Others, like KPMG’s Bernard Salt, see less of a problem:

BERNARD SALT, KPMG: Jobs of the past have been replaced by jobs of today, jobs for today will be replaced by jobs of the future…

We have had digital disruption, ah, in social media, in the media, in the taxi industry, we’ve had the globalisation of manufacturing, particularly impacting Australia and yet the evidence is there’s still more people in work. From the year 2000 to 2016 the number of workers in the Australian workforce has increased by three million. The number of people who are unemployed comparing 2000 with 2016 has virtually not changed, so about 6 per cent compared to 5.7 per cent. So the number of workers has increased, the nature of work may well be changed but the kind of work, ah, has, ah, has simply shifted, the middle class is doing other jobs…

There are other jobs that are expanding and these would be jobs in personal services for example or in technology, or in healthcare or in aged care, childcare for example. The nature of work is changing, some jobs are diminishing, other jobs are evolving…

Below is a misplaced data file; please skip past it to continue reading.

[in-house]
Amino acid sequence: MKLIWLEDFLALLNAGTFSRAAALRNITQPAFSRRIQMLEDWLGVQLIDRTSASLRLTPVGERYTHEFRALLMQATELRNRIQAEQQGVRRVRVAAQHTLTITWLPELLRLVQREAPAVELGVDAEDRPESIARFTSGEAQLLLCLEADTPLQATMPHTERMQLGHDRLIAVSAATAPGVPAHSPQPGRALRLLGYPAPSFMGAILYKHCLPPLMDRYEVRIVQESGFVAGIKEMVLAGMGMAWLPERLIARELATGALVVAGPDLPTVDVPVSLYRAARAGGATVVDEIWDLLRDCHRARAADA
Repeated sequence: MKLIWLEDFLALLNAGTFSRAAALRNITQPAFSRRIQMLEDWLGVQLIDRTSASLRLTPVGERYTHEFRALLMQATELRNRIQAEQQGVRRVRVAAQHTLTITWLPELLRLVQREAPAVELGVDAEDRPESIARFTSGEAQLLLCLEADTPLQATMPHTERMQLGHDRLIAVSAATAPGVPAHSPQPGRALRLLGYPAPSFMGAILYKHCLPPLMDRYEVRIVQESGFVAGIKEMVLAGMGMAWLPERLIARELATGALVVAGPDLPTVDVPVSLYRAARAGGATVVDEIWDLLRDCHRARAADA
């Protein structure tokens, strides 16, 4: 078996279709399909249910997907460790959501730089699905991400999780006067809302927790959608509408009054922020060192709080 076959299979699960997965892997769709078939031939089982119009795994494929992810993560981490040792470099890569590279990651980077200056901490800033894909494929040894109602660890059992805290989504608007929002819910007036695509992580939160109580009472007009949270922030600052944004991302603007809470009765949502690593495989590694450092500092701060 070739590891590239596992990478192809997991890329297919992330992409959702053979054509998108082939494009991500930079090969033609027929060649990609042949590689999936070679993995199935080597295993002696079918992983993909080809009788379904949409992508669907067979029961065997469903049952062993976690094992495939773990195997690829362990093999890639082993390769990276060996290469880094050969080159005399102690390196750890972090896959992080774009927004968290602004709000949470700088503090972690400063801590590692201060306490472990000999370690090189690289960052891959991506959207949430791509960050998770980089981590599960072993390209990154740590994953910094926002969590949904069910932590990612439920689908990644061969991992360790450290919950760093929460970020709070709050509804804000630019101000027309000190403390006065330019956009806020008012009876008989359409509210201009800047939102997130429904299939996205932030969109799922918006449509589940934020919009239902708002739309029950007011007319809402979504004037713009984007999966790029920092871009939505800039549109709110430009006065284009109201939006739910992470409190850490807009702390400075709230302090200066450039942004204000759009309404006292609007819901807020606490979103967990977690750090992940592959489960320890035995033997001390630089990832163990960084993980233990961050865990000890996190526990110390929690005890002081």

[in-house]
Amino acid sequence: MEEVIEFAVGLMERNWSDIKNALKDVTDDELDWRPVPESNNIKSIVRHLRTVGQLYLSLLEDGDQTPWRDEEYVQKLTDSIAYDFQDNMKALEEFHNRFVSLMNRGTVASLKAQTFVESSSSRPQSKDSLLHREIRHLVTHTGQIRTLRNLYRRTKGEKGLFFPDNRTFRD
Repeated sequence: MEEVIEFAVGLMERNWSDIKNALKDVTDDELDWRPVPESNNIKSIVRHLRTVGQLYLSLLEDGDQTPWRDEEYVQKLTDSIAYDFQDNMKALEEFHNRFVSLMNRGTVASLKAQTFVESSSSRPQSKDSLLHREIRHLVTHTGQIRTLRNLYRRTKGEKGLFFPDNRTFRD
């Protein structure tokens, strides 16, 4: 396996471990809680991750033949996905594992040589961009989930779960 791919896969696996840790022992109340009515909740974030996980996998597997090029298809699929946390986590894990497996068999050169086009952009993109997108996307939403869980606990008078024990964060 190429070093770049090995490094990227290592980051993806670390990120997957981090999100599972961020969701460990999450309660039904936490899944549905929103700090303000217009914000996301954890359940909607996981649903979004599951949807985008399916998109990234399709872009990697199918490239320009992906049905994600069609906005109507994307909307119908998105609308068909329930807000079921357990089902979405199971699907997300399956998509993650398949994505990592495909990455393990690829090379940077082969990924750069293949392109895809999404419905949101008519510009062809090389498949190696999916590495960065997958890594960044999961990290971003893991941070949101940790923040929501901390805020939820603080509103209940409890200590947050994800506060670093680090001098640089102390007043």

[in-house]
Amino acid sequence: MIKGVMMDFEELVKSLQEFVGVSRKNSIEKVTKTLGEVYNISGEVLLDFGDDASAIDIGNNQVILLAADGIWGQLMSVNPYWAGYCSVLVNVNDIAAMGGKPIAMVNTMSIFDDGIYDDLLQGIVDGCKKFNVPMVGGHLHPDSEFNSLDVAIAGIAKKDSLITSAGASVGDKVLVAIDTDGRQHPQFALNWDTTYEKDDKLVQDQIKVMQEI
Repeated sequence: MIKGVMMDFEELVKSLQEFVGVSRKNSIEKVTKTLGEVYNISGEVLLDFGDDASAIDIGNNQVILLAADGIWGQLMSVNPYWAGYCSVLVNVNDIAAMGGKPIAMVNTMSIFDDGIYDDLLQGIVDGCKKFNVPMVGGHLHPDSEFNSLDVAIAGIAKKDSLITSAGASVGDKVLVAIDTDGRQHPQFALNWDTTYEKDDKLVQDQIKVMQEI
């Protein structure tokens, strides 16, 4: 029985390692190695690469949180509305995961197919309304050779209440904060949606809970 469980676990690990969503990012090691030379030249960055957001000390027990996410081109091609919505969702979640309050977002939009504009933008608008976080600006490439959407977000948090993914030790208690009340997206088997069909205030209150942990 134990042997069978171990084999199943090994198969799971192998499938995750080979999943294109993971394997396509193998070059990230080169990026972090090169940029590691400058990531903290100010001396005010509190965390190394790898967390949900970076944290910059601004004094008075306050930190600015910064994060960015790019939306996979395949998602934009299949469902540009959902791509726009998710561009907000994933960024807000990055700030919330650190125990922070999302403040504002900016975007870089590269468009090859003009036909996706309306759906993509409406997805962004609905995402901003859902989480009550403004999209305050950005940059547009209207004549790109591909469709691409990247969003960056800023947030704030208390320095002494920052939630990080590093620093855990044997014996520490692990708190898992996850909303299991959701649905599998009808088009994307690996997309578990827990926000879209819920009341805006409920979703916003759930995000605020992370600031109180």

To say that, um, employment should be fulltime I think is quite prescriptive and quite wrong, it simply does not reflect the realities of modern Australia. Ah, th- the fact of the matter is that a lot of female workers, not all, ah, by any means, but a substantial proportion of the female workforce do not want fulltime work. It’s not being imposed by someone from beyond, this is what people actually want from the bottom up.

Personally, I don’t agree with Salt’s benign view. If people were happy with part-time employment, then the underemployment rate would not be tracking near an all-time high:

ScreenHunter_13881 Jul. 06 13.58

And I doubt they would be happy with growth in average weekly earnings near an all-time low:

ScreenHunter_13882 Jul. 06 14.00